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JFK assassination treated as a homicide

Profiling 101 by Dr Deborah

In my last blog post I complained of all the less relevant decorations in JFK assassination media. George de Mohrenschildt and Oswald's time in the USSR get far too much attention.

Instead of engaging in the sexy speculation invoked by the mysterious bon vivant de Mohrenschildt or the Cold War spectacle of an American in Russia, I say it's time to treat JFK's murder like a murder.

1. Start with the crime scene

2. Start with an empty slate of suspects

3. Connect every piece of evidence from the crime scene with traits of the murderer(s)

Attached to this blog post is [my edited] laymen's version of steps in homicide profiling used by Dr Deborah Schurman-Kauflin, which you can find here.

No one in the JFK assassination research community likes this approach. They prefer to start with motive. This is great fun because so many interesting people allegedly have a motive to kill Kennedy. They also love to debate endlessly about Oswald, yet Oswald is almost universally NOT presented as the killer by assassination researchers. Why so much focus on the man who didn't do it?

The authors of the JFK assassination are pointed to by the evidence in Dealey Plaza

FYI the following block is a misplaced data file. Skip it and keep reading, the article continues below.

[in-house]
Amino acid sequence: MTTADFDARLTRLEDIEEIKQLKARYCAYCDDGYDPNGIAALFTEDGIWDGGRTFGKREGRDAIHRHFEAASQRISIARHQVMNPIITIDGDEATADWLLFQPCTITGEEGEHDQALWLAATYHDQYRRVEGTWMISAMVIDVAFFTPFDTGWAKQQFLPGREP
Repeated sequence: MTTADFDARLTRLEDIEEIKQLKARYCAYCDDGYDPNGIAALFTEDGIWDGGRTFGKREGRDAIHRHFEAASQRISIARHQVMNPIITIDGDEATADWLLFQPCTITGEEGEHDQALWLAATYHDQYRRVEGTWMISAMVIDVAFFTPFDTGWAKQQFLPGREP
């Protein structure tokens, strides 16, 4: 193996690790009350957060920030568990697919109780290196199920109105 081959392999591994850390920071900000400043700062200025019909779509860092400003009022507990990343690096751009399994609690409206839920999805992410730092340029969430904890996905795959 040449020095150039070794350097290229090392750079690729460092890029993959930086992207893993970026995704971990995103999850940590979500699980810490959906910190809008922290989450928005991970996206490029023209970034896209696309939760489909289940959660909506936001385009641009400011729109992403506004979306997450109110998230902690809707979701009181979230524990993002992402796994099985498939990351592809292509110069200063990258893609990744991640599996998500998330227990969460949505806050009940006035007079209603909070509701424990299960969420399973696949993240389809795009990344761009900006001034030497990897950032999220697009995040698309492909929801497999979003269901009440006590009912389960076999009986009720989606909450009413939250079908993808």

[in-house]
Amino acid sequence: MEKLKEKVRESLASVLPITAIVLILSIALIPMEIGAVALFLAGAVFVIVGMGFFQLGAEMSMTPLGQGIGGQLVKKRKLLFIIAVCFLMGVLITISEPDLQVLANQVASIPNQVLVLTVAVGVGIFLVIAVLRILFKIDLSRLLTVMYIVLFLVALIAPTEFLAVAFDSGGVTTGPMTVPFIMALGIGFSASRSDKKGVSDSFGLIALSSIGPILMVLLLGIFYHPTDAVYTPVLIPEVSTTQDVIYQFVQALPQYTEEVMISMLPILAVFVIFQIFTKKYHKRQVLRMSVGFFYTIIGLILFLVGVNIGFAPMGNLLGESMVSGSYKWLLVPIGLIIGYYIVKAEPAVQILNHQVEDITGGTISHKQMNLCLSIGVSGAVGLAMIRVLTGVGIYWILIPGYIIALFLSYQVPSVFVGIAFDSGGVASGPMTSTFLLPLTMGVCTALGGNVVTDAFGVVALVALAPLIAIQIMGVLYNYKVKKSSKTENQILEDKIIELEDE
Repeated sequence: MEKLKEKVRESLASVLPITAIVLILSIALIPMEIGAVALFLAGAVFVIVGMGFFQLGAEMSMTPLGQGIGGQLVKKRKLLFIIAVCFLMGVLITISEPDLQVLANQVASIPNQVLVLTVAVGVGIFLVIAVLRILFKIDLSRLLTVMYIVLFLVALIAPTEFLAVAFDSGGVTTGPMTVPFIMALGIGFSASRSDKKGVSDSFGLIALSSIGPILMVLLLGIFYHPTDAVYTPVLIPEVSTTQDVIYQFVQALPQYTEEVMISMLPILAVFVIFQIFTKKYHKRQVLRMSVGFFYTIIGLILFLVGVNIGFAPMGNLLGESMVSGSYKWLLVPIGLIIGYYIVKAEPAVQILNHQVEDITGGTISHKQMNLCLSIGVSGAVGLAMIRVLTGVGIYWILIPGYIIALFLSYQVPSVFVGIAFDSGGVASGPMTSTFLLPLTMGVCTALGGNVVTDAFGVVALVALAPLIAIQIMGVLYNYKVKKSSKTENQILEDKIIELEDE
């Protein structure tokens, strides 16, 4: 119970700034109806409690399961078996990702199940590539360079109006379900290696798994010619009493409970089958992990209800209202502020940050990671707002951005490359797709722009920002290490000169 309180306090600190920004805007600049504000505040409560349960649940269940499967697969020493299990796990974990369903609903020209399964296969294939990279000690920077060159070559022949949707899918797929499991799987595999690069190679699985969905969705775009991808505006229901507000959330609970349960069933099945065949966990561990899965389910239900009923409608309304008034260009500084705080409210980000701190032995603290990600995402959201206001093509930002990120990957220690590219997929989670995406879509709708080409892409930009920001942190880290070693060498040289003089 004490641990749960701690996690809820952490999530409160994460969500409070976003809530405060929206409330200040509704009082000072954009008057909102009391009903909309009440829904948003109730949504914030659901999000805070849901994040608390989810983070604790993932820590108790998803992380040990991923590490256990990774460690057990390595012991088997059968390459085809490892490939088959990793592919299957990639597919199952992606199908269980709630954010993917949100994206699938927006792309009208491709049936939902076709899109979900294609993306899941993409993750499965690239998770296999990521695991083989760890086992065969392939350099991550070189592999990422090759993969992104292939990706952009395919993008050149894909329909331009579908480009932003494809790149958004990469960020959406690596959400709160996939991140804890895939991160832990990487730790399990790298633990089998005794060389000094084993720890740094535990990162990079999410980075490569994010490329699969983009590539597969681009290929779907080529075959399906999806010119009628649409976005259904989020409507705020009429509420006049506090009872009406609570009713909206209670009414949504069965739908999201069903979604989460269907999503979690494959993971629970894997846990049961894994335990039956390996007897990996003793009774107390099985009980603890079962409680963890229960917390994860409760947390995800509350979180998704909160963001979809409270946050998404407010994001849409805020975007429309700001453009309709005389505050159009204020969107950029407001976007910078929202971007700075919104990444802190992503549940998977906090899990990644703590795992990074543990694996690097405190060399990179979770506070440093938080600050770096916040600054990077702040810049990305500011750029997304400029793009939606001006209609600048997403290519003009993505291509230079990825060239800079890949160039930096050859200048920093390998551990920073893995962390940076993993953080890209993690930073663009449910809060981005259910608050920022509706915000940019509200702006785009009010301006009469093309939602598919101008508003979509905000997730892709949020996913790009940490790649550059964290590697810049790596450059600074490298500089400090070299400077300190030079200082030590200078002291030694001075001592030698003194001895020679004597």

Don't start by asking who hated JFK. Don't start by going deep on Lee Harvey Oswald, the innocent bystander. Don't start by looking at events after November 22, 1963 such as the Warren Commission, political changes, or press coverage. Start with the crime scene.

I've highlighted in the attached article what I think is critical from Dr Schurman-Kauflin's primer on murder profiling: Money is rarely a factor in murder. Start with the crime scene. Understand that EVERY action or behavior at the crime scene reflects the personality of the murderer(s). Most importantly, start without any suspects whatsoever and go only where the crime scene evidence takes you.

I know I know, this isn't fun because there's no CIA, no Cold War intrigue, no mafia, and no political considerations. But where has the more typical motive-focused approach brought us after 50+ years? Nowhere!

I'm going to ask my website partner Paul Trejo to chime in at this point. He will agree or shoot me down, but I ask that Paul and all our readers consider these crime scene data points; what traits in the killer(s) do these points suggest?

>a moving target driving by in a convertible

>100s of witnesses, dozens of photographers

>murder by high powered rifle not at close range

>missed shots hitting the pavement, the car, the infield, or the wrong person

>extreme gore: JFK's brain matter exploding into the crowd and the street

>Dealey Plaza itself - what traits does a murderer have who would choose this location?

>the motorcade itself - what are the traits of its leaders and operational staff?

>Dallas - as compared to Washington, the UN, or other US cities like Tampa and Chicago....tells us what about the murderers?

There's lots more in the crime scene but I hope this makes my point and gets some of us off to a new start. In my opinion the cumulative evidence from this one snapshot of time and place points overwhelmingly to several traits of the killers that make our suspect list very small.

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